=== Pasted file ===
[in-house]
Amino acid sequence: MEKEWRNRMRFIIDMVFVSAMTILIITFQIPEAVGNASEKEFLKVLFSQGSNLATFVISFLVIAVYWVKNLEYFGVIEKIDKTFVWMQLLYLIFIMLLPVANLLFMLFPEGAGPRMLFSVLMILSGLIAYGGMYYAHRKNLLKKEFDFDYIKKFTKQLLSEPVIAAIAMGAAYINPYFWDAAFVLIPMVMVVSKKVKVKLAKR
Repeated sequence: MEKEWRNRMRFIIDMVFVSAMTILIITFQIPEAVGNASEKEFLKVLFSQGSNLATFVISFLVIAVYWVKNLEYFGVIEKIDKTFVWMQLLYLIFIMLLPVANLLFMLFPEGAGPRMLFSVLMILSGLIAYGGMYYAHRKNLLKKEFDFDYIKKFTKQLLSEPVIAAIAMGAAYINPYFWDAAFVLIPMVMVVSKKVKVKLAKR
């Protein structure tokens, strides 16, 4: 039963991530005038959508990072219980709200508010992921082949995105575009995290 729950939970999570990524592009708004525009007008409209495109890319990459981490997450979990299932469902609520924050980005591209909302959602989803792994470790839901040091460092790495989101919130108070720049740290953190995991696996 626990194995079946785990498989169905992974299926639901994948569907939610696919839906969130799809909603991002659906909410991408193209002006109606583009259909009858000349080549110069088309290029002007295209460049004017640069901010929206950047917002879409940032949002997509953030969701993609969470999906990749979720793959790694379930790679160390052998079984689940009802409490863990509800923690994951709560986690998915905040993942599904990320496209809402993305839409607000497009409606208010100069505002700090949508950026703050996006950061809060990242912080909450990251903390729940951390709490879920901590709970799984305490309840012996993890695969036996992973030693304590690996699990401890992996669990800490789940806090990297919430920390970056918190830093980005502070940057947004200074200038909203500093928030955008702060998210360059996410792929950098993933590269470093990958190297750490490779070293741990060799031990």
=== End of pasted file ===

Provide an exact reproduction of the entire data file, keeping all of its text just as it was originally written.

[in-house]
Amino acid sequence: MEKEWRNRMRFIIDMVFVSAMTILIITFQIPEAVGNASEKEFLKVLFSQGSNLATFVISFLVIAVYWVKNLEYFGVIEKIDKTFVWMQLLYLIFIMLLPVANLLFMLFPEGAGPRMLFSVLMILSGLIAYGGMYYAHRKNLLKKEFDFDYIKKFTKQLLSEPVIAAIAMGAAYINPYFWDAAFVLIPMVMVVSKKVKVKLAKR
Repeated sequence: MEKEWRNRMRFIIDMVFVSAMTILIITFQIPEAVGNASEKEFLKVLFSQGSNLATFVISFLVIAVYWVKNLEYFGVIEKIDKTFVWMQLLYLIFIMLLPVANLLFMLFPEGAGPRMLFSVLMILSGLIAYGGMYYAHRKNLLKKEFDFDYIKKFTKQLLSEPVIAAIAMGAAYINPYFWDAAFVLIPMVMVVSKKVKVKLAKR
């Protein structure tokens, strides 16, 4: 039963991530005038959508990072219980709200508010992921082949995105575009995290 729950939970999570990524592009708004525009007008409209495109890319990459981490997450979990299932469902609520924050980005591209909302959602989803792994470790839901040091460092790495989101919130108070720049740290953190995991696996 626990194995079946785990498989169905992974299926639901994948569907939610696919839906969130799809909603991002659906909410991408193209002006109606583009259909009858000349080549110069088309290029002007295209460049004017640069901010929206950047917002879409940032949002997509953030969701993609969470999906990749979720793959790694379930790679160390052998079984689940009802409490863990509800923690994951709560986690998915905040993942599904990320496209809402993305839409607000497009409606208010100069505002700090949508950026703050996006950061809060990242912080909450990251903390729940951390709490879920901590709970799984305490309840012996993890695969036996992973030693304590690996699990401890992996669990800490789940806090990297919430920390970056918190830093980005502070940057947004200074200038909203500093928030955008702060998210360059996410792929950098993933590269470093990958190297750490490779070293741990060799031990």